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Old 07-25-2011, 12:01 AM   #1
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Converter question

Can someone please explain to me what size converter I should buy relative to the amp hours of my battery(s)? If I only have 100 amp hours, is a 60 amp converter (intellipower 60 amp is what I am considering) too big? And, how much power will these put out for filtered DC? I am trying to run a high amp stereo amplifier (maybe two amplifiers) from a 3500 watt generator in a party bus. Does the 60 amp rating on the converter have anything to do with how much power I can draw through it from the generator to the DC load panel? These amplifiers claim to have a 45 amp draw while in use. As that is something like 4500 watts, my generator isn't going to be able to handle that load... But I can't image that one Sony $200 amplifier pulls that many amps. So something must be wrong with the waupy I'm reading the manual. Thanks for any advice. Converter info is hard to come by.
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Old 07-25-2011, 12:18 AM   #2
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Re: Converter question

A 60 amp converter will deliver 720 watts at a nominal 12 volts. Is the amplifier a 12 volt unit? If so, that's 540 watts. The generator could do several, the converter one. The converter provides 12 VDC from 120 VAC, plus a (small) battery charge current. Your battery could supply the max. amplifier current maybe an hour (the amp-hour rate is figured with a 20 hour draw.)
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Old 08-02-2011, 11:35 PM   #3
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Re: Converter question

Thank you. Can you explain to me the math please andbhow you came up with it? Thanks again.
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Old 08-04-2011, 11:27 AM   #4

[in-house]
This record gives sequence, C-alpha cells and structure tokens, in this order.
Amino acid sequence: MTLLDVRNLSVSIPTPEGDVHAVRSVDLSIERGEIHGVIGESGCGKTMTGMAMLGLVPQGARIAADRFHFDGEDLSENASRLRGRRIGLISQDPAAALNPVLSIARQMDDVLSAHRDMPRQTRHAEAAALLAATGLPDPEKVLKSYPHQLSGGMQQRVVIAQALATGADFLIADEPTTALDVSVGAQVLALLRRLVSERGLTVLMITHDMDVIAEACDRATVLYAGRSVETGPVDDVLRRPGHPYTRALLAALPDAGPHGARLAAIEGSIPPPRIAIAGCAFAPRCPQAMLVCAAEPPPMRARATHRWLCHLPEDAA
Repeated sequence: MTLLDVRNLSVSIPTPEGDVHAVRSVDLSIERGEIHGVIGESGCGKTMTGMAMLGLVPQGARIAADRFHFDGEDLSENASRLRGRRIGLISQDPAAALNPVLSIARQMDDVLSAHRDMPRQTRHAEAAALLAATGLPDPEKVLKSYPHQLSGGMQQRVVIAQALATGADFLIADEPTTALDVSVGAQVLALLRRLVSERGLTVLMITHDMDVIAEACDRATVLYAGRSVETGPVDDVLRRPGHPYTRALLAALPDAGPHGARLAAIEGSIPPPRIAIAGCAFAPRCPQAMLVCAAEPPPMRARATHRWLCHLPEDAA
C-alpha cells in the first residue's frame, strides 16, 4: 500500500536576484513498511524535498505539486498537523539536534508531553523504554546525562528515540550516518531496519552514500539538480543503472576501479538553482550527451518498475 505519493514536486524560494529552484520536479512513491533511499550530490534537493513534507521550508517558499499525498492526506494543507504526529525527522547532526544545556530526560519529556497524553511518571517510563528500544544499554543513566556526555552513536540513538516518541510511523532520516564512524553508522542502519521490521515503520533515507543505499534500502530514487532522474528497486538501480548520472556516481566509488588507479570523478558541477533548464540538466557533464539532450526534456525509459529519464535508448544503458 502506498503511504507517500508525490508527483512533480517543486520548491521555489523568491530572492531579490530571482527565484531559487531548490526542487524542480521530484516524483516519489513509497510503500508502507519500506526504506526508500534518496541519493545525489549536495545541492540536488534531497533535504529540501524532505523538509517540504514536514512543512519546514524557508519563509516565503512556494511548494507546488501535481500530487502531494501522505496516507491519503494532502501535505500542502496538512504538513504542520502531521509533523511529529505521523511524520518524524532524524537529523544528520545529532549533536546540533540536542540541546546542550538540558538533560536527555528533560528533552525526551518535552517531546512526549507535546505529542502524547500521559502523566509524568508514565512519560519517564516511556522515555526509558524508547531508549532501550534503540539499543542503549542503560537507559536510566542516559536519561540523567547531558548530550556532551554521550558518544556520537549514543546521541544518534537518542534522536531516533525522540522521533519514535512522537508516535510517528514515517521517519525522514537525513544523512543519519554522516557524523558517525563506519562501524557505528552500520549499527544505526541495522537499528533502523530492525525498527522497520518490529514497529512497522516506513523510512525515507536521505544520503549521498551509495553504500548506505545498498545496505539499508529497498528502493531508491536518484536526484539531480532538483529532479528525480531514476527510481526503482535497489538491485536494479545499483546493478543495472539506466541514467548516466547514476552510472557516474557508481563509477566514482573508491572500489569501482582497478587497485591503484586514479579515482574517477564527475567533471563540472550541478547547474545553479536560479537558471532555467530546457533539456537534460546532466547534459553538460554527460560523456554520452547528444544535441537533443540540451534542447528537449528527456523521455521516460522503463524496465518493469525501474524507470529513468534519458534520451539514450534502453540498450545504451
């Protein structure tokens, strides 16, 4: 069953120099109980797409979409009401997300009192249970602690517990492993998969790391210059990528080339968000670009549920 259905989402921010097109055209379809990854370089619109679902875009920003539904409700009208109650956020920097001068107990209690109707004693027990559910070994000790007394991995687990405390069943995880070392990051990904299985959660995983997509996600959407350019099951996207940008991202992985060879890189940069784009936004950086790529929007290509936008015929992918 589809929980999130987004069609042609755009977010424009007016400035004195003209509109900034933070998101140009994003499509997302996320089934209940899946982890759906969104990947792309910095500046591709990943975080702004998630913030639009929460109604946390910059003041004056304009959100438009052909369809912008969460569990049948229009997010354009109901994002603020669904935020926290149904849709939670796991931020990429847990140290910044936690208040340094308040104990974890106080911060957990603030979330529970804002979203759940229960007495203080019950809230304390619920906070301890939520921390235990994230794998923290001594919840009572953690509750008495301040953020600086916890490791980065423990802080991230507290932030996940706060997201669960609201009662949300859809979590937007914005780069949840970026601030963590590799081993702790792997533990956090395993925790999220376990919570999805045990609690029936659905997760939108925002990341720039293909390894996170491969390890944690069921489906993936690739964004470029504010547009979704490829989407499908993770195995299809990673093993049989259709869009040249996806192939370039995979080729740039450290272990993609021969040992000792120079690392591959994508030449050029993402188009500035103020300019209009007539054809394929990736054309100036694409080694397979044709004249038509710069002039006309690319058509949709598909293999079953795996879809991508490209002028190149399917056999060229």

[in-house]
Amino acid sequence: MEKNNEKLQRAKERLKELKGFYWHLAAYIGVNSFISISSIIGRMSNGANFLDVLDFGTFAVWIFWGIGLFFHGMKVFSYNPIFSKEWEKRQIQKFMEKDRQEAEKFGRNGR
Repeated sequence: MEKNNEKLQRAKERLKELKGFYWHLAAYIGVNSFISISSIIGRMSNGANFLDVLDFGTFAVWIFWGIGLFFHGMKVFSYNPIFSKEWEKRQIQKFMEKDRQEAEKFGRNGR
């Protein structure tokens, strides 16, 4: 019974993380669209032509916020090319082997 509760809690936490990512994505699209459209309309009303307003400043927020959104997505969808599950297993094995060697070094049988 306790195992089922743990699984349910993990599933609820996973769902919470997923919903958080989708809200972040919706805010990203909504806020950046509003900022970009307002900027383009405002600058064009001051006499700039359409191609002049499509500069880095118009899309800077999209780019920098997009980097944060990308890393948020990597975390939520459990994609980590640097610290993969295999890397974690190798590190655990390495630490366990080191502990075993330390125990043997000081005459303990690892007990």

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Re: Converter question

Watts = amps x volts.

Amps = watts divided by volts

Volts = watts divided by amps

Your Intellipower converter takes 1000 watts of the 120v, 30amp output (120v x 30amps = 3600 watts) from your generator or shore power and converts it into 60 amps (816 watts) of 12v nominal (actually 13.6v) DC power. There's usually about a 20% power loss when CONverting AC to DC or INverting DC to AC (confused yet?). I believe that unit also has the charge wizard three-stage battery charger built in so when your genny is running you're charging the batteries as well as powering whatever else is plugged into your 12v system.

Check the tag on the sound amplifier for actual voltage and amp draw. I'm not sure whether the sound output watts of an amplifier has anything to do with the actual watt draw of the amp. If the amplifier is a 120v unit you need to connect it directly to a 120v source (genny, DC to AC inverter or shore power), not the converter. If it's a 12v unit the converter will do you fine, as long as the sound amp/s don't try to draw more than the 60 amps the converter can output.

As to the size of your battery bank, my understanding is that the charge wizard senses the state of charge in your battery bank and adjusts the charging amps accordingly. I've never read anything that would suggest that the size of the bank was an issue. A small bank would charge faster than a large one. Given your 45 amp draw, it would appear the 60 amp Intellipower would fit the bill with a bit of power to spare.
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Old 08-04-2011, 12:02 PM   #5
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Re: Converter question

Thank you for the explanation. It is a 12v amplifier and the manual says that it can draw as much as 45 amps, which is what was confusing me. I always forget about the 30 amps at 120 volts (3600 watt output of gennie) versus 45 amps at 13.6 volts (612 watt draw of Amp); that is a crucial thing not to forget, because if you just think about the amps (which I was doing), the 45 amp amplifier would overpower the 30 amp generator (which is obviously not the case once the math is done correctly). So, the one converter at 60 amps (816 watt output), minus the power loss, should still be able to run the amplifier at full tilt (612 watt draw at full volume) even if the battery wasn't even hooked up (which will never be the case). So I'm fine. If we install another amplifier, which we are planning on doing at some point, and run them both at full power, the converter may not have enough juice (depending on volume level) to run both amps, and keep the battery charged. As it is unlikely the volume will be turned all the way up for extended periods of time, I think we'll be okay. I'm going to hook up an Argus Battery Monitor (http://www.argusanalyzers.com/) to the battery and keep an eye on the volts and we'll see how this whole thing works. Thank you again for taking the time to explain. It's people like you that makes the lives of people like me easier, and for that I am grateful.
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Old 08-04-2011, 01:20 PM   #6
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Re: Converter question

My pleasure Bob. Other people here explained the same stuff to me not so long ago.
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